“Robert Johnson”

A boy is born to a dirt poor black family in Mississippi. He is raised by a single mom, tho he goes on a quest at one point to find his dad. He drops out of school. Has health problems, specifically eye problems. Most of those around him have no use for him. He does weird stuff, like playing a wire attached to this home’s wall. Also plays the harmonica and “Jews Harp.” He grows up and becomes quite the lady’s man. A handsome guy, but short and slight. A “bad drunk” who can get quite loud, a pensive man who is quiet when sober and on his own. He wants to settle down, falls in love, gets a 16 year old pregnant, and is thrilled to become the father he never had. But the young woman and the baby die at childbirth. He manages to move on himself, and ekes out a living, even earns some acclaim. But it is his 29 recordings that live on far longer. Over time, there is worldwide consensus: This young black man is the father of the Blues and perhaps the greatest Blues musician of all time. Everyone has a story about how they first heard his music, and how that experience changed their lives. Keith Richards says he was confused — he knows who was playing the first guitar, but who was playing the second? (Spoiler alert: it’s just one guitarist.) Eric Clapton talks about how he went through a deeply “religious” period where he wouldn’t associate with those who did not accept this young black man into their lives, with those who did not acknowledge this man’s unique greatness. Yes, am talkin’ the Robert Johnson blues. Young black men needn’t become the father of the Blues. They shouldn’t die before their time, either. And if we are to succeed as a nation, we need to find better ways to be supportive friends and neighbors to them. I thought about this today at the Chicago rally for Trayvon, as Jessie Jackson spoke. Jessie happened to be right next to another young black man as that man was killed with a gun, by the name of Dr. King. Young black men needn’t become Dr. King. They shouldn’t die before their time, either. And as someone who got sent to the principal’s office in middle school for refusing to say the Pledge because “There isn’t liberty and justice for all,” today’s best speaker, a 12 year old girl, inspired me to make my own pledge: If we get to the point as a nation where there is indeed justice for all (repeat, justice for all), I will say the Pledge. And I will mean every word. Until that day, we all have a great deal of work to do.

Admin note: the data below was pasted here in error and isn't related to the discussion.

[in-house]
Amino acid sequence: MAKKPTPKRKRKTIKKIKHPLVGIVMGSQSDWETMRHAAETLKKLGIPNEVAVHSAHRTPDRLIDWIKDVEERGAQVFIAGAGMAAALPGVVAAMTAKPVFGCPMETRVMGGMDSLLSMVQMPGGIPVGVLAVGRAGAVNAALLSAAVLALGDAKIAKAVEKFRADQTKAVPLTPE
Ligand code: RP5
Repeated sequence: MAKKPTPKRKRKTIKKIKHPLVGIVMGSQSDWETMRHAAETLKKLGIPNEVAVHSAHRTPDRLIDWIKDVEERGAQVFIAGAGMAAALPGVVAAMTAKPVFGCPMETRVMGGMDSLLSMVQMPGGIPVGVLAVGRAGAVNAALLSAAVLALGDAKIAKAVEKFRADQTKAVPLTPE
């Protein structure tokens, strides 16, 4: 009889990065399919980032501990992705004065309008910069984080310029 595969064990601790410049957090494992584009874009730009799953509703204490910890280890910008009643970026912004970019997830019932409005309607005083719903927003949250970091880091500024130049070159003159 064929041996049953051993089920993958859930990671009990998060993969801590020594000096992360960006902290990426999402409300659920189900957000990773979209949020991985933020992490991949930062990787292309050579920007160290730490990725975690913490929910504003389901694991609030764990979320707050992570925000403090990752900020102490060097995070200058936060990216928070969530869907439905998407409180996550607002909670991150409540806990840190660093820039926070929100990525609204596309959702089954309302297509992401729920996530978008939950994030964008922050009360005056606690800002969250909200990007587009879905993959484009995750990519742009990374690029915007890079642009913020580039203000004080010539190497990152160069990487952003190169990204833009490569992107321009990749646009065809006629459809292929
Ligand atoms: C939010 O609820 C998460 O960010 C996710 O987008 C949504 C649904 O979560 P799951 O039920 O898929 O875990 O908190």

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Gregg R. Baker

Gregg R. Baker

Humanist, social scientist, pianist, Returned Peace Corps Volunteer, Tenured/Commissioned U.S. Foreign Service Officer, dad, soulmate and knowledge seeker.